At the annual Institute for Operations Research and the Management Sciences (INFORMS) conference, a number of faculty members and students from Georgia Tech’s H. Milton Stewart School of Industrial and Systems Engineering (ISyE) received awards for their research. The conference was held from November 4-7 in Phoenix.
Anderson-Interface Chair and Professor Shabbir Ahmed received the 2018 Farkas Prize from the INFORMS Optimization Society. The society cited Ahmed’s “fundamental contributions to the theory and practice of stochastic discrete optimization.” The Farkas Prize was established in 2006 and is awarded at the INFORMS annual meeting to a mid-career researcher for outstanding contributions to the field of optimization over the course of their career.
George Family Foundation Early Career Professor and Associate Professor Turgay Ayer, in joint work with researchers from University of Texas at Dallas, won the eBusiness Section Best Paper Award for “When IT Creates Legal Vulnerability: Not Just Overutilization but Underprovisioning of Health Care Could Be a Consequence.”
The paper deals with the increased litigation risk that may be associated with defensive medicine, a physician behavior characterized by providing more care than necessary due to fear of litigation. In a medical litigation case, clinical practice guidelines (CPGs) are considered as inculpatory or exculpatory evidence, but the formulation of CPGs with respect to precision of CPGs is still in question. In this paper, the authors examine the effects of defensive medicine on care delivery under expanded information sharing, and identify screening guidelines that maximize the social welfare.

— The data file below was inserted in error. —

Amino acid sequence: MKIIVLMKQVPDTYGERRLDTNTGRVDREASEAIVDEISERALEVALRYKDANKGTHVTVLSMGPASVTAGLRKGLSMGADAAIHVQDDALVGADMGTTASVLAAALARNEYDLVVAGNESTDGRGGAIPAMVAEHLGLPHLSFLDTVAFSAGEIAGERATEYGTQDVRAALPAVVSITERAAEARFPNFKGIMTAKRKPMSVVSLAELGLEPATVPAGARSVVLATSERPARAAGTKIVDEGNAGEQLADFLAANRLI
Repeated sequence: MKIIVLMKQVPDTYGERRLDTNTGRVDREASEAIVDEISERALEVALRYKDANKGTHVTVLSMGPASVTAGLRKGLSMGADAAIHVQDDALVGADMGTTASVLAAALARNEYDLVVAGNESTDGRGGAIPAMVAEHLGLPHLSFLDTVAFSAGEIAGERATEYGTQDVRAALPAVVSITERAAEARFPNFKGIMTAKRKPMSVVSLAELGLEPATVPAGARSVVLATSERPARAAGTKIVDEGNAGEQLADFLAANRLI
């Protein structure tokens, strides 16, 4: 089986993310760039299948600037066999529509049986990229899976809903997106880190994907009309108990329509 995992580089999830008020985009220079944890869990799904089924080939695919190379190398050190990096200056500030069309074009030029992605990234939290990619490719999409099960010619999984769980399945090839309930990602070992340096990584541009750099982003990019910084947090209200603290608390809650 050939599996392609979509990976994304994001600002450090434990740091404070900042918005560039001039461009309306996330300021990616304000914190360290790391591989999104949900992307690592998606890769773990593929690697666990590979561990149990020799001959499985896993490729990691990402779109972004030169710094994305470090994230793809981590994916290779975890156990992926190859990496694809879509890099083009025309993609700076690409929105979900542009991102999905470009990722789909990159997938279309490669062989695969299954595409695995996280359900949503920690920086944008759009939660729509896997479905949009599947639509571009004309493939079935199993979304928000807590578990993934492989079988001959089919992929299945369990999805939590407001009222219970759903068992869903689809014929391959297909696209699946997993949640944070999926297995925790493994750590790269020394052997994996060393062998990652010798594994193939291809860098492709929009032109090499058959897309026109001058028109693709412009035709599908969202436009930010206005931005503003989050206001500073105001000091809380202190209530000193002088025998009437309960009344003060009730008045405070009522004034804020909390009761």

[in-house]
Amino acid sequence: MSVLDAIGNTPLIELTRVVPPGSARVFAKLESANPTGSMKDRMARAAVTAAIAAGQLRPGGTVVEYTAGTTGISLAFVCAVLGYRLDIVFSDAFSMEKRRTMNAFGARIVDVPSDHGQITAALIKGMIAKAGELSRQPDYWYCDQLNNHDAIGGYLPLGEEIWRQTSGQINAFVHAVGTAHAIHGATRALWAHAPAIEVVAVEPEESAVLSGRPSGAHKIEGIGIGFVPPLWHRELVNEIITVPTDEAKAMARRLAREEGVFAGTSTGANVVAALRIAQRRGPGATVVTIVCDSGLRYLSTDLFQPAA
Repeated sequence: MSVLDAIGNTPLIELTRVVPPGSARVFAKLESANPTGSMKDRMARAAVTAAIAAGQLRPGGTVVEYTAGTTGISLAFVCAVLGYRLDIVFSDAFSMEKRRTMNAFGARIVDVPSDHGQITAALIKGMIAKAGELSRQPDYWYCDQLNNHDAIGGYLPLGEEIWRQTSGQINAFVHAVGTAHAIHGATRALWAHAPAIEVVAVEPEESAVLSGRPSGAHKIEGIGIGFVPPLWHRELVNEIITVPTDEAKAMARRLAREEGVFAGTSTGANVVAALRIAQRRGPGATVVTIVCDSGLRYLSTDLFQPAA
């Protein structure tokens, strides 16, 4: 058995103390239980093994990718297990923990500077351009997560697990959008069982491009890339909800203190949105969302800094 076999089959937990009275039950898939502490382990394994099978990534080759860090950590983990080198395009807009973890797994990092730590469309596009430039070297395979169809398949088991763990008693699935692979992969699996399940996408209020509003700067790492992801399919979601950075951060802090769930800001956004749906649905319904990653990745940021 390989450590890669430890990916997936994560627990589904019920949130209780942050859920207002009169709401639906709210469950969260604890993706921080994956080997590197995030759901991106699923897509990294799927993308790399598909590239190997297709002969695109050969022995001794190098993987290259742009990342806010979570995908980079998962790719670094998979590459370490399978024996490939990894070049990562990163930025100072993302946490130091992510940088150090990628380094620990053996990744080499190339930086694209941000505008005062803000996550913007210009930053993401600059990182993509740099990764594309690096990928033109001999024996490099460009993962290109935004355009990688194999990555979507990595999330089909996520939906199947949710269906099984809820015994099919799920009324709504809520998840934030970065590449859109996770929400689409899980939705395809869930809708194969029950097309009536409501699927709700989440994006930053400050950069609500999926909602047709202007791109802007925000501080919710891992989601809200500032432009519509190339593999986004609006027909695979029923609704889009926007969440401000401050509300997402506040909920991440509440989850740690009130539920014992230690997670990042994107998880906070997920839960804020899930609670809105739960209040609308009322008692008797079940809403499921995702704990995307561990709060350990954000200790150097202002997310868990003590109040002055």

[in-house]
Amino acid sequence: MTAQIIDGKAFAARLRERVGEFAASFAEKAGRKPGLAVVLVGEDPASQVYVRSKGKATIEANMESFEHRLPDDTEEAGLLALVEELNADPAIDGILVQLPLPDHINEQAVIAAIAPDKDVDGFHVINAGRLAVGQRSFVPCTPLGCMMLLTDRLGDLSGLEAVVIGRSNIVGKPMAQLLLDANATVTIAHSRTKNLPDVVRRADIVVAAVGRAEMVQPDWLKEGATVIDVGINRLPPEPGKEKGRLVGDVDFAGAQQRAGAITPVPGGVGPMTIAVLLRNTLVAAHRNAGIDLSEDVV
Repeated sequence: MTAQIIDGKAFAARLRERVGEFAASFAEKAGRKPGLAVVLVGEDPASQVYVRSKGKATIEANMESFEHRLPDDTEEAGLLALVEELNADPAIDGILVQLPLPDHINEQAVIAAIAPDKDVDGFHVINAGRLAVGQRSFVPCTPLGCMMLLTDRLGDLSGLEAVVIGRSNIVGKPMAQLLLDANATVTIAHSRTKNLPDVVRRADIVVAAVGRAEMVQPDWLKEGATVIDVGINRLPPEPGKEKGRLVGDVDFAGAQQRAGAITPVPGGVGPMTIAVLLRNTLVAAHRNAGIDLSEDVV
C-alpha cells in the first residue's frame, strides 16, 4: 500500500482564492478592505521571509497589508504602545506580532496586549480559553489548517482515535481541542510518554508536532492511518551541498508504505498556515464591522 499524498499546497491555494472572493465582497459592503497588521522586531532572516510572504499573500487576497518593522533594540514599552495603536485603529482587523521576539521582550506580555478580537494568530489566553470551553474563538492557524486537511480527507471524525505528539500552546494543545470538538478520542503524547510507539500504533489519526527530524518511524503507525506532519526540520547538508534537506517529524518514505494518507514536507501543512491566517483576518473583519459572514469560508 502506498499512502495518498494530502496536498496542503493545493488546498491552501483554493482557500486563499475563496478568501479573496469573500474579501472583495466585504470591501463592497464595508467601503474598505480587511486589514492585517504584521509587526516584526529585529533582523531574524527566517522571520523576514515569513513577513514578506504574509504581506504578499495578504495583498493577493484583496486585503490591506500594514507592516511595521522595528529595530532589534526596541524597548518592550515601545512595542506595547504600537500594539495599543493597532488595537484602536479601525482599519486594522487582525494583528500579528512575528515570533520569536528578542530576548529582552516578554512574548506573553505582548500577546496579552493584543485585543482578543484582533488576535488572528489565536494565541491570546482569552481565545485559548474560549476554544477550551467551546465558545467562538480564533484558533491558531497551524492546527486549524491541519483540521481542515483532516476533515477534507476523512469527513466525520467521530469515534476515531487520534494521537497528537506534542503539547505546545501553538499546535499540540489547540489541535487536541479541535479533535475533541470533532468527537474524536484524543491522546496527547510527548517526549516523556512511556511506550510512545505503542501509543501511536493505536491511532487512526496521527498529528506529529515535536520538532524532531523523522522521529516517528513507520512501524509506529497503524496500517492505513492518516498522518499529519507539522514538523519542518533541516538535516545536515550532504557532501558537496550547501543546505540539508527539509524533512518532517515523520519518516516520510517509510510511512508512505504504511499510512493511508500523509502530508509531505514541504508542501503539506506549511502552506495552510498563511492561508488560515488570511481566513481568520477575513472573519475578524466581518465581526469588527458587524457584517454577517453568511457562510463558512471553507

Ph.D. student Beste Basciftci received the INFORMS ENRE Best Student Paper Award for “Stochastic Optimization of Maintenance and Operations Schedules under Unexpected Failures,” co-authored with Anderson-Interface Chair and Professor Shabbir Ahmed, Georgia Power Early Career Professor and Professor Nagi Gebraeel, and Murat Yildirim (Ph.D. 16).
The paper develops a novel stochastic optimization framework for jointly optimizing maintenance and operations schedules of a fleet of generators with explicit consideration of sensor-driven unexpected failure scenarios by leveraging data analytics. The authors’ extensive results on illustrative instances highlight significant cost savings and reductions in generator failures compared to existing scheduling approaches, in addition to computational benefits of their solution methodology with algorithmic enhancements and parallel implementation.
Fouts Family Professor Natashia Boland, Mike Hewitt (Ph.D. 09), Luke Marshall (Ph.D. 17), and James C. Edenfield Chair and Professor Martin Savelsbergh received the Transportation Science and Logistics (TSL) Section Best Paper Award for “The Continuous-time Service Network Design Problem.”
The paper deals with the use of time discretization in service network design models, specifically answering the question, “Is it possible to produce an optimal continuous-time solution without explicitly modeling each point in time?” The team’s work developed an iterative refinement algorithm using partially time-expanded networks that solves continuous-time service network design problems.
Ph.D. student Mostafa Reisi won the Data Mining Best Paper Award for “Multiple Tensor-on-Tensor Regression: An Approach for Modeling Processes with Heterogeneous Sources of Data,” co-authored with Hao Yan (Ph.D. 16), Fouts Family Early Career Professor and Associate Professor Kamran Paynabar, and Carolyn J. Stewart Chair and Professor Jan Shi.